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Apple is opening up its native voice assistant Siri, navigation app Apple Maps, and native messaging platform iMessage for developers. The announcement was made during the Apple WWDC developer conference held yesterday. Third-party developers can now combine the functionality of these three applications directly into their apps. Apple CEO Tim Cook kicked off the event by mentioning that in a few weeks, Apple would have paid out $50 billion in commissions, and fee to developers.

Siri for developers

Third-party app developers can now integrate Apple’s voice assistant Siri into their apps. Users will be able to launch these apps and work on certain functionalities of the app within the Siri interface. In yesterday’s keynote presentation, Apple said that Siri will be available on Mac, Apple TV, and Apple Watch as well. This means that third-party Apple developers now have three new platforms for integrating and testing Apple’s AI powered voice assistant. On iOS, apps like WeChat, WhatsApp gets a deep integration to Siri. Users can ask or instruct Siri to do complex in-app function like “WhatsApp Nikhil to say I will be 5 minutes late”, book rides through Uber and check for driver updates, search for photos, all within the Siri interface and without launching any app. Apple has released SiriKit for developers to perform such in-app functions.

iMessage extensions for developers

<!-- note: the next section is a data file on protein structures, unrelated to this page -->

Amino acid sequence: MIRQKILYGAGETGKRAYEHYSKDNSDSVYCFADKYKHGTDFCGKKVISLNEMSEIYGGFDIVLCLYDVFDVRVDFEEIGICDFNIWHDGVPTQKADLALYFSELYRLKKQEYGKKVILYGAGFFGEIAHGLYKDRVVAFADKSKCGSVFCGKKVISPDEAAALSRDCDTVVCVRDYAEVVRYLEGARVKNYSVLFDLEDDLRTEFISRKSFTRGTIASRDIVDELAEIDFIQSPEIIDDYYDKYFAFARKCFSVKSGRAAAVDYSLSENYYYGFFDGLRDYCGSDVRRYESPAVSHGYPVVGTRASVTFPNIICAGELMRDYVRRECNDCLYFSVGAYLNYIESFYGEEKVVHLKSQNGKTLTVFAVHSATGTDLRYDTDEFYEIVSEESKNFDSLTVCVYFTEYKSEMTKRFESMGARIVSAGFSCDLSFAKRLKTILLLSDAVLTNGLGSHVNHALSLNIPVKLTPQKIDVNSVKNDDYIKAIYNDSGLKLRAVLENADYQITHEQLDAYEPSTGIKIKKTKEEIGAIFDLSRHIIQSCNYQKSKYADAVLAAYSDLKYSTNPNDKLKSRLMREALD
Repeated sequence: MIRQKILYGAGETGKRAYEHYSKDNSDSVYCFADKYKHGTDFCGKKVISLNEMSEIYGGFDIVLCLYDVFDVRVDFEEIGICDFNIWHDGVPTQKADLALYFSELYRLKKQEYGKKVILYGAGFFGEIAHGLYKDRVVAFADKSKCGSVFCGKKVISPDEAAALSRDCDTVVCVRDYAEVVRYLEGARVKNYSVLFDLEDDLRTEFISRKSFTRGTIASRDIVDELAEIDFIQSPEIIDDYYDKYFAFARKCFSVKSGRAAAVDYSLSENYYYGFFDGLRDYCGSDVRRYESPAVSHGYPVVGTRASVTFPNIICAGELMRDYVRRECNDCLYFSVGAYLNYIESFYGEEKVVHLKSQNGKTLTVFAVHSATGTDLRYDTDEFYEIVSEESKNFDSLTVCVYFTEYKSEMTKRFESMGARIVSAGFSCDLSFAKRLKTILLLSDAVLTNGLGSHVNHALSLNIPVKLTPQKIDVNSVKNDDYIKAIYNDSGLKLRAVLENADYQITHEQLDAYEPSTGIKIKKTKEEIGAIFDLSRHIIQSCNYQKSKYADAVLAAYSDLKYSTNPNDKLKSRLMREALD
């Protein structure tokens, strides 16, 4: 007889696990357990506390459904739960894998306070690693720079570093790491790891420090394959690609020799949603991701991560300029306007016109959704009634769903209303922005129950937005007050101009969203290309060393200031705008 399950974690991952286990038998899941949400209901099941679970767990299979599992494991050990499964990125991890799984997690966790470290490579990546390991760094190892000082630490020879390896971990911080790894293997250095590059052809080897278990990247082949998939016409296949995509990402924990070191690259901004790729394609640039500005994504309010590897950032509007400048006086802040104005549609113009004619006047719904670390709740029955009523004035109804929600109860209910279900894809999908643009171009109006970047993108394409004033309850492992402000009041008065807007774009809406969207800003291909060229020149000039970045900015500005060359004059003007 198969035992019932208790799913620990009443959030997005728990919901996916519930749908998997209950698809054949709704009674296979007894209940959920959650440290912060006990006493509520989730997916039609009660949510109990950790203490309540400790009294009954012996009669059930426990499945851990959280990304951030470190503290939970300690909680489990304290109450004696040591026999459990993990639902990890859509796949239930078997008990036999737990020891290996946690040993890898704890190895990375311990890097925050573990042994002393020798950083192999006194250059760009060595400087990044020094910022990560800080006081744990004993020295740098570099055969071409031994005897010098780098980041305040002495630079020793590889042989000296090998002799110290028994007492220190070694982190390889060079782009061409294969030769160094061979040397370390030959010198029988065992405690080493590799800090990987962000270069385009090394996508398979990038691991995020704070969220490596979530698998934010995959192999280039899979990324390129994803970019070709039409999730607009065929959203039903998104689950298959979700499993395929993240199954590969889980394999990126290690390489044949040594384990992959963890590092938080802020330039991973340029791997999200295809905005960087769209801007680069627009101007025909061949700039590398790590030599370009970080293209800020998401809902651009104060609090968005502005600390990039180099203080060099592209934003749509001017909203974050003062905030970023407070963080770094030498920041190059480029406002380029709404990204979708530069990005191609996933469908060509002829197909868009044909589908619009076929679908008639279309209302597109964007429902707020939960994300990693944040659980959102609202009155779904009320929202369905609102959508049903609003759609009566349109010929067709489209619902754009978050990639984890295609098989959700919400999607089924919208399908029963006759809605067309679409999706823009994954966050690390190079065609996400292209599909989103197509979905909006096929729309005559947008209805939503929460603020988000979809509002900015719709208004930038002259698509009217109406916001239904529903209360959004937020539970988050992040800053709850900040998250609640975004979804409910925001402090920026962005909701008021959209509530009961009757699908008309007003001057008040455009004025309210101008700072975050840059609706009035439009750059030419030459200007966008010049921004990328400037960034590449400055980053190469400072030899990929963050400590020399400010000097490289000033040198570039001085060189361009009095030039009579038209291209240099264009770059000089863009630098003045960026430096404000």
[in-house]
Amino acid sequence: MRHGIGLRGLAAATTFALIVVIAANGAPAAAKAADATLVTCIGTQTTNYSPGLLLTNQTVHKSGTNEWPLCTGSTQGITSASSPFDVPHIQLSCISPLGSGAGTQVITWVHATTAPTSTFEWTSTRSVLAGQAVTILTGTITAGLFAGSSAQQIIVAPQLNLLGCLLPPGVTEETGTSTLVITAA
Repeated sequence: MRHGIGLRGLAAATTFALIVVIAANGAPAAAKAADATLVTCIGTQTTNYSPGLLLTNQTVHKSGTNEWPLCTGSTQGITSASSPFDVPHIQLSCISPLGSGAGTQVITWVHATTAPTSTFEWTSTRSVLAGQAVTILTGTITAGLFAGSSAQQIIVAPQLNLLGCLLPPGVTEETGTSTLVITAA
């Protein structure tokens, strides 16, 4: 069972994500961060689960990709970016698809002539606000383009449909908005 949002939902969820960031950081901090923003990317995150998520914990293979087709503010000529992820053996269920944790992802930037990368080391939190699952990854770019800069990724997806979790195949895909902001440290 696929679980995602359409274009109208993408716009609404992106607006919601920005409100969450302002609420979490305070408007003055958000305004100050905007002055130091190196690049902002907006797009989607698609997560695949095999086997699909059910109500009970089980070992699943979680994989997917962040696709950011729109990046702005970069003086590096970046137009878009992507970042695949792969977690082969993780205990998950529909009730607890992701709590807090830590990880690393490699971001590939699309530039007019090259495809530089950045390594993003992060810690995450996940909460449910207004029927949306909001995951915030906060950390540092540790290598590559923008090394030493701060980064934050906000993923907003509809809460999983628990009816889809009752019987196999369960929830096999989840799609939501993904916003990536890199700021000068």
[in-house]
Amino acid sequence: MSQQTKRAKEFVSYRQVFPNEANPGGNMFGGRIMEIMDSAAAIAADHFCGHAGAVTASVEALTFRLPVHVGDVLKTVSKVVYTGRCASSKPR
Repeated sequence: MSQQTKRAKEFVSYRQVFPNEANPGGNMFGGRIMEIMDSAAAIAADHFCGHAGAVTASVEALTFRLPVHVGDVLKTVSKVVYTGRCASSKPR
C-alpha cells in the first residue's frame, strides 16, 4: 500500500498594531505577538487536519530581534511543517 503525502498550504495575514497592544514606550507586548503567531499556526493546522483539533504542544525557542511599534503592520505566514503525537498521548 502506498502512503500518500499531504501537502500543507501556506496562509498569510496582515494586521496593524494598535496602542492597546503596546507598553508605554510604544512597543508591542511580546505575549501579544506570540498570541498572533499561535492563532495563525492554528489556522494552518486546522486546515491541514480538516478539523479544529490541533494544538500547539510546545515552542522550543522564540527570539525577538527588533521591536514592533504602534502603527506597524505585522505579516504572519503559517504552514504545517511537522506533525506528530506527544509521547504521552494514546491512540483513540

Apple has also opened up its iMessage messaging platform to developers. On iOS10, developers can create app extensions that allow iMessage to let users send text, stickers, media files, and interactive messages. Developers can create a custom user interface within the Messages app, create a sticker browser, include text, and media files within a conversation, and create, send, and update interactive messages. For eg: Extensions on iMessage can let users to search for images and videos that are hosted on and third party app while they are accessible within in the iMessage app. Developers can also integrate Applebot— a web crawler or search service for Apple, used by products including Siri and Spotlight Suggestions.

Maps with third-party extensions

Apple is also opening up Maps and navigation feature to third-party developers. On iOS 10, developers are allowed to integrate third-party extensions into the Maps app. For example while a user is previewing Maps, extensions will help book rides using Uber, reserve tables using Zomato, etc. This functionality is also possible on Apple’s CarPlay system; developers can utilize voice commands of Siri, and map items to make ‘proactive suggestions’ like showtimes when the passenger is passing nearby a movie theater. If an app displays hotel reviews, Maps can use third-party extensions to pop-up those ratings when a user searches for hotels nearby. Extensions can support a wide variety of suggestions, more on that here.

 

Image Credits: Flickr user  Mike Deerkoski under CC BY 2.0